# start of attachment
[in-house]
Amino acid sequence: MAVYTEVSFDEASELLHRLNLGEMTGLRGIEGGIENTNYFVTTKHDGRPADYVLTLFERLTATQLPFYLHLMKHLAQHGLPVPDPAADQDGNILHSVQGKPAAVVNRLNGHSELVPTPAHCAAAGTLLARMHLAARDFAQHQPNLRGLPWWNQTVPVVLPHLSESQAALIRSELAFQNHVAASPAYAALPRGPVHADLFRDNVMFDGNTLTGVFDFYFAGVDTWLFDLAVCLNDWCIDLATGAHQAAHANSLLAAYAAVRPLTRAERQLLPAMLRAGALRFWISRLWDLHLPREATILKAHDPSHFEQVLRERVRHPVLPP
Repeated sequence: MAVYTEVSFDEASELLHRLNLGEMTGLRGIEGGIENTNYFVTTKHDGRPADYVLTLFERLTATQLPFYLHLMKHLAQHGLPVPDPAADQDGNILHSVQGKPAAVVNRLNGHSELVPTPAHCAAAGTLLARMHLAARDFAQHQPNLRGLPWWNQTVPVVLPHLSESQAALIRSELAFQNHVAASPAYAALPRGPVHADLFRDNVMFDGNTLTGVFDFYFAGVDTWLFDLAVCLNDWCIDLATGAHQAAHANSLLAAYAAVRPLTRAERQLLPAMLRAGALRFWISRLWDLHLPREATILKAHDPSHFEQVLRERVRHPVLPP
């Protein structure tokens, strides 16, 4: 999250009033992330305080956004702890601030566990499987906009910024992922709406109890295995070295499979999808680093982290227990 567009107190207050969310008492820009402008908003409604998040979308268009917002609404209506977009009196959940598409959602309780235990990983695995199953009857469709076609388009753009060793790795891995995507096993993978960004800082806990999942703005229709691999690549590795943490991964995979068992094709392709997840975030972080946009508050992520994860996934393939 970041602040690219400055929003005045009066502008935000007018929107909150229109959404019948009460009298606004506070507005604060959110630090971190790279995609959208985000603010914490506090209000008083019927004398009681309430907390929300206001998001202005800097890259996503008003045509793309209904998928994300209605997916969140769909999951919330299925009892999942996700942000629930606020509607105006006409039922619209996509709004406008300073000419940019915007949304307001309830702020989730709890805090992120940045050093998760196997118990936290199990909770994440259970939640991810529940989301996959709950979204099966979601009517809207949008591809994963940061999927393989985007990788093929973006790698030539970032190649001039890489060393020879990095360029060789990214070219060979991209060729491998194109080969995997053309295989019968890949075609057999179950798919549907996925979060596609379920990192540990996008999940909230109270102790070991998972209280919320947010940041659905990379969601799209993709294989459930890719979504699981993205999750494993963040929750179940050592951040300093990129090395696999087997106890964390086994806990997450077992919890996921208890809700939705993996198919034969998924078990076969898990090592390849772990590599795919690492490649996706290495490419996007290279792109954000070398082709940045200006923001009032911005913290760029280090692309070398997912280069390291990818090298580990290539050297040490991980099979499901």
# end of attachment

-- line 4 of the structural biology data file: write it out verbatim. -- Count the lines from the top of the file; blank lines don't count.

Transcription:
């Protein structure tokens, strides 16, 4: 999250009033992330305080956004702890601030566990499987906009910024992922709406109890295995070295499979999808680093982290227990 567009107190207050969310008492820009402008908003409604998040979308268009917002609404209506977009009196959940598409959602309780235990990983695995199953009857469709076609388009753009060793790795891995995507096993993978960004800082806990999942703005229709691999690549590795943490991964995979068992094709392709997840975030972080946009508050992520994860996934393939 970041602040690219400055929003005045009066502008935000007018929107909150229109959404019948009460009298606004506070507005604060959110630090971190790279995609959208985000603010914490506090209000008083019927004398009681309430907390929300206001998001202005800097890259996503008003045509793309209904998928994300209605997916969140769909999951919330299925009892999942996700942000629930606020509607105006006409039922619209996509709004406008300073000419940019915007949304307001309830702020989730709890805090992120940045050093998760196997118990936290199990909770994440259970939640991810529940989301996959709950979204099966979601009517809207949008591809994963940061999927393989985007990788093929973006790698030539970032190649001039890489060393020879990095360029060789990214070219060979991209060729491998194109080969995997053309295989019968890949075609057999179950798919549907996925979060596609379920990192540990996008999940909230109270102790070991998972209280919320947010940041659905990379969601799209993709294989459930890719979504699981993205999750494993963040929750179940050592951040300093990129090395696999087997106890964390086994806990997450077992919890996921208890809700939705993996198919034969998924078990076969898990090592390849772990590599795919690492490649996706290495490419996007290279792109954000070398082709940045200006923001009032911005913290760029280090692309070398997912280069390291990818090298580990290539050297040490991980099979499901």